We are currently about to embark on our main fundraising campaign. A lot of work needed to be done beforehand though and this would have been impossible without the help received from the University of Edinburgh. Other than Enterprise Award we won, we have applied and received funding for initial business development consultancy and training. In addition to these the University provides dedicated legal and accounting assistance, as well as guidance with funding applications and the overall preparation before fundraising. It would have been very hard without them.
You have stressed that the current drug (levodopa) used to treat symptoms of Parkinson’s disease has not progressed much since the 1960’s, why is this?
There are two reasons for this. The first is that many of the more recent attempts were based on trying to create similar molecules to levodopa or target the same pathway in order to make drugs. Levodopa is known to work – as a symptomatic-only treatment with really bad side effects nevertheless – so trying to come up with something similar always was a safer business strategy. The second has to do with the disease process itself. Pharmaceutically intervening in the mechanisms underlying Parkinson’s is very complicated. In order to find a cure, we most likely have to look at pathways other than the one levodopa acts on and in order to screen thousands of drugs and see which is the best we have to have a living system and not a traditional drug discovery approach. These systems could not have that throughput capacity until our scaled up fruitfly-based process came along.
How important is the synergy between industry and academia in making these aspirations come to fruition?
Academic research is key and we would be nowhere without it. Our technology is based on a decade of academic research, including ours. Given the limited funding resources however, it is hard for academics to take projects such as ours all the way through, there has to be a sustainable business model somewhere. This is why interaction between academia and industry should be encouraged and facilitated by universities. Also, it doesn’t all have to be about profit, academic innovation can turn into successful business without loosing sight of a cause or an ethical modus operandi… And what better way is there other than have the inventors and academics in charge?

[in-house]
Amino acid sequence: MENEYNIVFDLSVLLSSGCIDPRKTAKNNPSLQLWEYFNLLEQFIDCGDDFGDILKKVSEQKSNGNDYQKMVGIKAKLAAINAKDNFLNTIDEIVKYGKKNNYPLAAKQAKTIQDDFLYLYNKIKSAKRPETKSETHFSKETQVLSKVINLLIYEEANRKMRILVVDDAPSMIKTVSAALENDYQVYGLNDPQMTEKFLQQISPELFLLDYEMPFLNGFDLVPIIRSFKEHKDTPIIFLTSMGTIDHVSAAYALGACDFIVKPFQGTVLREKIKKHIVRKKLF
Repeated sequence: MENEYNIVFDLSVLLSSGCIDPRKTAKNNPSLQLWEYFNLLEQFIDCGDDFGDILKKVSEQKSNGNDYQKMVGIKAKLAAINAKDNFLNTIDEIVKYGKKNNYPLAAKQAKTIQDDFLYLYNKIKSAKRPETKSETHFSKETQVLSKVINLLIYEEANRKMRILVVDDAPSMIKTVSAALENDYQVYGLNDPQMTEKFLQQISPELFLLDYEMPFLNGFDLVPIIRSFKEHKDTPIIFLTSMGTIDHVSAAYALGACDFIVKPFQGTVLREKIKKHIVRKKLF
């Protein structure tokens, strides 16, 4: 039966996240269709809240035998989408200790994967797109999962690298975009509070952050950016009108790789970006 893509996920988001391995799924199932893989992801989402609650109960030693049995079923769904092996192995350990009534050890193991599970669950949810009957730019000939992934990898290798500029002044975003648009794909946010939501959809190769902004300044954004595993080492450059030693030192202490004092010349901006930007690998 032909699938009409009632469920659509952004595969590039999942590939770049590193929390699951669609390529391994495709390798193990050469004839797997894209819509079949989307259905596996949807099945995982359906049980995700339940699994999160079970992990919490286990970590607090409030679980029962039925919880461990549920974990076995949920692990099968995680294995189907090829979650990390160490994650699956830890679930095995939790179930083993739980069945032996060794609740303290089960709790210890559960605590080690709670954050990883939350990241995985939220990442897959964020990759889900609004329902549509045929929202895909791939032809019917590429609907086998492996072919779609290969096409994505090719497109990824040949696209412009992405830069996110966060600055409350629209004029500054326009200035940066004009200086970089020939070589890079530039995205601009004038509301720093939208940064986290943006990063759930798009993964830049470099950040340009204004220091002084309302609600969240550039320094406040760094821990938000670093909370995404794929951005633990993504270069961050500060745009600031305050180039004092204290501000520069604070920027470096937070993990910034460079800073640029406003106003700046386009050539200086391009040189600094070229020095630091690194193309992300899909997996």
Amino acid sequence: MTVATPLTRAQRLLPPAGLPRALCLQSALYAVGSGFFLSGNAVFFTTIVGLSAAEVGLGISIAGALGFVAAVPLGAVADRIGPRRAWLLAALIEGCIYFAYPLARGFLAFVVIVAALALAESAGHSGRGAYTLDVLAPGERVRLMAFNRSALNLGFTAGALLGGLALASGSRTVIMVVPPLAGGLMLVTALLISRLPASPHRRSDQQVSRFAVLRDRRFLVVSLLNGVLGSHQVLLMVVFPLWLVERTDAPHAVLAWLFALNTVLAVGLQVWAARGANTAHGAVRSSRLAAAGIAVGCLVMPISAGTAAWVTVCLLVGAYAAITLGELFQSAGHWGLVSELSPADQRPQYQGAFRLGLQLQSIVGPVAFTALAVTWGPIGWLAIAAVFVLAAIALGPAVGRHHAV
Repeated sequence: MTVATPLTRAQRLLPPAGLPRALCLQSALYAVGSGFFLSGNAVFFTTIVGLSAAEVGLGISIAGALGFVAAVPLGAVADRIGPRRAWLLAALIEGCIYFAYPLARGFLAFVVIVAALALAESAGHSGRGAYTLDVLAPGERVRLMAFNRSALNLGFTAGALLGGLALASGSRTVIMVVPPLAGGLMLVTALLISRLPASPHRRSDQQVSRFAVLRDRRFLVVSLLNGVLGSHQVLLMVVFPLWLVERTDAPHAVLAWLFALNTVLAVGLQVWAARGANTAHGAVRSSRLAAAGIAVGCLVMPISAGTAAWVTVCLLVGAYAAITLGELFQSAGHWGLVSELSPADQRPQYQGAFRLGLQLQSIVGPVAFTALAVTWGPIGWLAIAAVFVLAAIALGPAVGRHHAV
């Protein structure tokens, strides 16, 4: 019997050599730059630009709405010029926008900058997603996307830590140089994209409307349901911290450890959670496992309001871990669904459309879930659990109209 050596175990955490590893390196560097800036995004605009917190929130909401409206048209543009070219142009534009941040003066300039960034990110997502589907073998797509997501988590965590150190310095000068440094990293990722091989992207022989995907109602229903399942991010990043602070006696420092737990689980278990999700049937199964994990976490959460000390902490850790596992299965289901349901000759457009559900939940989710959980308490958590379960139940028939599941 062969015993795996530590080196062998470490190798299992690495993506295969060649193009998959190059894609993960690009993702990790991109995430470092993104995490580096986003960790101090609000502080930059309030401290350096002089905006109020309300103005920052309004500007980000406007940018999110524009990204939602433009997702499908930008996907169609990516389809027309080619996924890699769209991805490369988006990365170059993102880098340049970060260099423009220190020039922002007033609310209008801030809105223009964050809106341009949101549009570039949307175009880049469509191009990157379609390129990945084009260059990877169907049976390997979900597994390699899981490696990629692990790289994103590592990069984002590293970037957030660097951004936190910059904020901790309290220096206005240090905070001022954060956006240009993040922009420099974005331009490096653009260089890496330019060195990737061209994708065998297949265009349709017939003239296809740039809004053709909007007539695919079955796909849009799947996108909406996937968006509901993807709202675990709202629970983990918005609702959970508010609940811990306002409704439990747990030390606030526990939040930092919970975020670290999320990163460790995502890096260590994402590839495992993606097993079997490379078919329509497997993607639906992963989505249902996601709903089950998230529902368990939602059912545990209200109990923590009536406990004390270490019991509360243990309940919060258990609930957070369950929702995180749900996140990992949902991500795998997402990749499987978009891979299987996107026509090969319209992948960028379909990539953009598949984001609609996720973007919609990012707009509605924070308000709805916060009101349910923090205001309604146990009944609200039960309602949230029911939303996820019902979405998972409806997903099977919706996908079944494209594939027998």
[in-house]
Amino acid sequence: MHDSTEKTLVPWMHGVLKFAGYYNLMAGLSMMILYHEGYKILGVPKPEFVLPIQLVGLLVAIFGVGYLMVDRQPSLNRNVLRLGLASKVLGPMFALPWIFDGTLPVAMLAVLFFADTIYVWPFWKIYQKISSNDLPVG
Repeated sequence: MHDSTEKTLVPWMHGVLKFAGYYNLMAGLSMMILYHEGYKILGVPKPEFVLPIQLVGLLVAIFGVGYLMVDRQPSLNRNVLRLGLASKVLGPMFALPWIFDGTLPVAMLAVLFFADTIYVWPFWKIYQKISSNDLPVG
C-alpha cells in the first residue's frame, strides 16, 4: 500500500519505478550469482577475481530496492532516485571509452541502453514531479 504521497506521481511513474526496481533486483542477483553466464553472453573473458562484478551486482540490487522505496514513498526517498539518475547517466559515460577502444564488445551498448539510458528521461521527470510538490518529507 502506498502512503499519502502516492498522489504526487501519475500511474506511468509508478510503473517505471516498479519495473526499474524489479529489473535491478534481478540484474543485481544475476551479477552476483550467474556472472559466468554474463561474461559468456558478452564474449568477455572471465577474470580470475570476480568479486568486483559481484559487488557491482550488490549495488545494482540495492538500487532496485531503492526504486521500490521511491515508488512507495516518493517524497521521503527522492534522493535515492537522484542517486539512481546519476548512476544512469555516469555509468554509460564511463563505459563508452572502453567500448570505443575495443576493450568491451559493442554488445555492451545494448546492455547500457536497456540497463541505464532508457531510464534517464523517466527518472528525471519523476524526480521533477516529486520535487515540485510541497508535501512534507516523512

What is Parkure’s business approach?
“Academic research is key and we would be nowhere without it. Our technology is based on a decade of academic research, including ours.”
Our mission is to find a cure for Parkinson’s disease and we do our best to keep that emphasised throughout our business approach and practice. We will use a community powered crowdfunded approach in order to collect enough data to attract the funding required to screen drugs en masse. Once we have achieved that we will approach larger pharmaceuticals in order to take the drugs through trials and to the patients. Our business approach is aligning our innovation’s capabilities with the need of sufferers and the demands of the pharmaceutical industry. There is a configuration where all three are compatible.
As a spin-out company what support do you need to successfully find a cure for Parkinson’s disease?
Starting up is always a hard. Support in taking an idea from paper to fully operating business is always welcome since there are so many issues to be dealt with. In addition to that, we have liaised with all major Parkinson’s disease non-profit organisations that can provide precious funding. This funding is valuable and necessary downstream, when an interesting candidate has been discovered and we’ll need to make it “interesting” for pharmaceutical companies by showing that it works well. Finally and because we are a company that has a drug repurposing focus, I’d like to mention that there is still a lot to be done in policy (e.g. patents) and incentives (e.g. funding) for risk sharing in order for repurposed drugs to become an attractive option for bigger pharmaceuticals which have the ability to take it to the market.
Dr. Lysimachos Zografos is Co-Founder at Parkure. He is also an Edinburgh based life scientist and entrepreneur.